Sloshed, trollied, hammered, plastered. We’ve done a sterling job of inventing words for the inebriated state, but when it comes to judging from their behaviour how much a person has drunk, we could do (a lot) better. That’s according to a review of the literature by US psychologist Steve Rubenzer.
We all have our trusted indices for judging other people’s drunkenness. Perhaps it’s when the eyeballs start floating about as if under the control of a clumsy puppeteer. Or maybe the effusive ‘you know I love you’ delivered with a trickle of dribble. However, the vast majority of studies find that lay people, police officers and bartenders are in fact hopeless at distinguishing a drunk person from a sober one, at least at moderate levels of intoxication. To take just one example, after watching drunk and sober people being interviewed and negotiating a stair case, bartenders rated them as slightly, moderately or very drunk with an accuracy of just 25 per cent.
It’s a similar story when participants are equipped with more structured means of detecting drunkenness. One 1958 study, for example, found no relation between doctors’ assessments of people’s intoxication (based on pulse rate, general appearance, gait and mental status) and the subsequent performance of those people on a driving course.
Rubenzer also looked at the evidence for specific indicators of intoxication. Alcohol causes reddening of the eyes, the literature shows, but the association between intoxication level and onset or amount of redness is unreliable. Another indicator is smell. The more a person has drunk, the more likely that their breath will be judged by observers to smell of alcohol. However, this indicator is hampered by the lack of a scientific explanation (alcohol has no odour), not to mention the risk of contamination by food smells. Speech slowing and slurring is another sign of intoxication but people are only modestly accurate at using this as a measure. Predictably enough, impaired walking, the last of the specific indicators, tends to increase the more a person has drunk but it only becomes reliable at very high intoxication levels.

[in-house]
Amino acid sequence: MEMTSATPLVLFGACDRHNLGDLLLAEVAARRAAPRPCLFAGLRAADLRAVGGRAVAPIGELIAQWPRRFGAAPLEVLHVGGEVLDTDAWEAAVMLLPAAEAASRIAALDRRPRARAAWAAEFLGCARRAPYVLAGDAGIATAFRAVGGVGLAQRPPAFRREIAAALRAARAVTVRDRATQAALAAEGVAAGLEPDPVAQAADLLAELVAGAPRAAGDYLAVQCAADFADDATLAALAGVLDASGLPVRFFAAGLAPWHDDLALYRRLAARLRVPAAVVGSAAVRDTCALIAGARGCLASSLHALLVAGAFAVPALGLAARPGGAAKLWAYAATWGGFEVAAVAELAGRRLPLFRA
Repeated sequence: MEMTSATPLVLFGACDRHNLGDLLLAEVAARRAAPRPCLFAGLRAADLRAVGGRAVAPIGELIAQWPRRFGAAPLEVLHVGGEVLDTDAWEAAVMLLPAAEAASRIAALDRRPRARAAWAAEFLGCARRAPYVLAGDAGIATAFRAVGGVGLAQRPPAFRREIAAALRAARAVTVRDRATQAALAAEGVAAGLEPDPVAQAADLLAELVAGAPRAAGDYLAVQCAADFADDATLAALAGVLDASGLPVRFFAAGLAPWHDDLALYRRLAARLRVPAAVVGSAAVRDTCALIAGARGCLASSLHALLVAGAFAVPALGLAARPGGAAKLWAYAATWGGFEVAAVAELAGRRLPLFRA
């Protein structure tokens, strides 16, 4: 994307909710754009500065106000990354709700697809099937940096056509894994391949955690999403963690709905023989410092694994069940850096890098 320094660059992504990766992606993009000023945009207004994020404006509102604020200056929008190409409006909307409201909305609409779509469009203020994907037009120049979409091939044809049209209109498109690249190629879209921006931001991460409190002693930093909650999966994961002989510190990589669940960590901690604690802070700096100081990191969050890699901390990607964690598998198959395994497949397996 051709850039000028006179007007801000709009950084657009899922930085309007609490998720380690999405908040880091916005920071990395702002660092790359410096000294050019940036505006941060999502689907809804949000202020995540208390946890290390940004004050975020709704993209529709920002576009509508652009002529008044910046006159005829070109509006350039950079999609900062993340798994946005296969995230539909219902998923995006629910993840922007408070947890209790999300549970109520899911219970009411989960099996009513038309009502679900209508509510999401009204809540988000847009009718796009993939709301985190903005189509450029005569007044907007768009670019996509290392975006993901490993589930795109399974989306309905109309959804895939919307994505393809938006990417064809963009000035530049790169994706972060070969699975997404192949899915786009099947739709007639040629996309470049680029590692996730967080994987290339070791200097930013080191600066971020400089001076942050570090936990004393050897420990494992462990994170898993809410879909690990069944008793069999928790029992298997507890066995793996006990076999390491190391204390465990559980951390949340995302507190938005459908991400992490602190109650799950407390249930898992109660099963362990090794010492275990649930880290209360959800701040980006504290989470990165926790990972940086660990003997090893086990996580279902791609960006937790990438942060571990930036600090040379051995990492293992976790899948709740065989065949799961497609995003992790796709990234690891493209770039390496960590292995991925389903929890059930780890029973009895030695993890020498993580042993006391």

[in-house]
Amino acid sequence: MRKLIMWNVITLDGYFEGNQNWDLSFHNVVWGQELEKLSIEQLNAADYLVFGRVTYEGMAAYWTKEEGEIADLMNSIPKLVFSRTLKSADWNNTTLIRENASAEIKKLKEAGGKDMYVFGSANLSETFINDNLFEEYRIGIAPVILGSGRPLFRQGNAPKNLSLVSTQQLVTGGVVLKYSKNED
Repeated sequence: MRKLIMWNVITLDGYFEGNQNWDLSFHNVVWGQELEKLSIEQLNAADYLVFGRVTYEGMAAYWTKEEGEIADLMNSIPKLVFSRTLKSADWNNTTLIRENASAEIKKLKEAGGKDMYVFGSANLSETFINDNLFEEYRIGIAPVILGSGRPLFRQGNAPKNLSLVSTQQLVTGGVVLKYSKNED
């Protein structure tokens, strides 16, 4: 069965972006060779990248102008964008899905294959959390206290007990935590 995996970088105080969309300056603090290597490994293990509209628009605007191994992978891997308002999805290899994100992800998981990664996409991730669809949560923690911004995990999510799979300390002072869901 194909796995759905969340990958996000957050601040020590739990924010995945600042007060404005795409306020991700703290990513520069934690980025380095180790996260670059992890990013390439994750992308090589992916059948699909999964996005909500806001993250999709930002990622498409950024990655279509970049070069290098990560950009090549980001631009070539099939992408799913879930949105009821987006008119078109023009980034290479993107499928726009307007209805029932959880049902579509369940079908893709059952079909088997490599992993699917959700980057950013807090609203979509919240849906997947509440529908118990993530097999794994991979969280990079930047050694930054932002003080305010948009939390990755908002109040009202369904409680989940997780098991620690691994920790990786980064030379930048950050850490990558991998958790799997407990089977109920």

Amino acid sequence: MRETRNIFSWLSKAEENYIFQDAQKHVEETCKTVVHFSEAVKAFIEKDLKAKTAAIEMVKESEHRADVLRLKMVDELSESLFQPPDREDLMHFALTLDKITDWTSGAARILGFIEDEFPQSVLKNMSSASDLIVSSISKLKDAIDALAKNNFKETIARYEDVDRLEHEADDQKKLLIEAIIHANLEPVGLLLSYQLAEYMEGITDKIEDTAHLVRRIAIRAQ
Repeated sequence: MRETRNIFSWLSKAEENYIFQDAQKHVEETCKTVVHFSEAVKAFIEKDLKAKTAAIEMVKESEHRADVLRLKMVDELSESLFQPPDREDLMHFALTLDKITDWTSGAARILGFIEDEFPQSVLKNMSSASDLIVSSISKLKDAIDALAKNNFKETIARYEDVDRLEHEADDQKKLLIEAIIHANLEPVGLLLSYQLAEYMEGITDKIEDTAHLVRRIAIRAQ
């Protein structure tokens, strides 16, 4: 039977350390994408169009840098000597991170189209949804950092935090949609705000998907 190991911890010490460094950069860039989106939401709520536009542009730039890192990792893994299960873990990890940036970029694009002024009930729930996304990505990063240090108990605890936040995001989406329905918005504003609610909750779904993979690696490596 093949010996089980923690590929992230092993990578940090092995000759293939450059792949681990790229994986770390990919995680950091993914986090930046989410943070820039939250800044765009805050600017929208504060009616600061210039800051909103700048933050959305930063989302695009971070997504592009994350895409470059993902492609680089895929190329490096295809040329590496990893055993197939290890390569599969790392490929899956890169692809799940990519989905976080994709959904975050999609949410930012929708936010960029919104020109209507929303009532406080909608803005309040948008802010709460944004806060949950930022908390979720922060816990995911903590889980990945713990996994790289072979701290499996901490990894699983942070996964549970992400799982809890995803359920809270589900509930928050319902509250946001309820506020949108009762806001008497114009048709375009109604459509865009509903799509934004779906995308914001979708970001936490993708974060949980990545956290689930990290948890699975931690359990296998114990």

The review finishes by looking at established ‘sobriety tests’: Nystagmus (jerky eye movements when following a moving target); the Romberg (whether a person sways or falls when they stand, eyes closed, with their feet together, arms at their sides); the Finger to Nose; the Finger to Finger; Saying the Alphabet; and the Hand Pat (alternating between clapping with the palms and backs of hands). In summary, performance on these tests does tend to decline as alcohol intake increases but the evidence for this at lower levels of intoxication is mixed and false positives (sober people categorised as drunk) are a frequent occurrence.
‘…[J]udging low to moderate levels of intoxication in strangers is a difficult task,’ Rubenzer concludes. ‘A variety of professions that might be expected to show substantial skill assessing intoxication do not. [And] no behavioural or physical sign has emerged that is consistently related to a specific level of blood alcohol concentration level without large variation among individuals, with the possible exception of nystagmus.’
Rubenzer, S. (2010). Judging intoxication. Behavioral Sciences & the Law DOI: 10.1002/bsl.935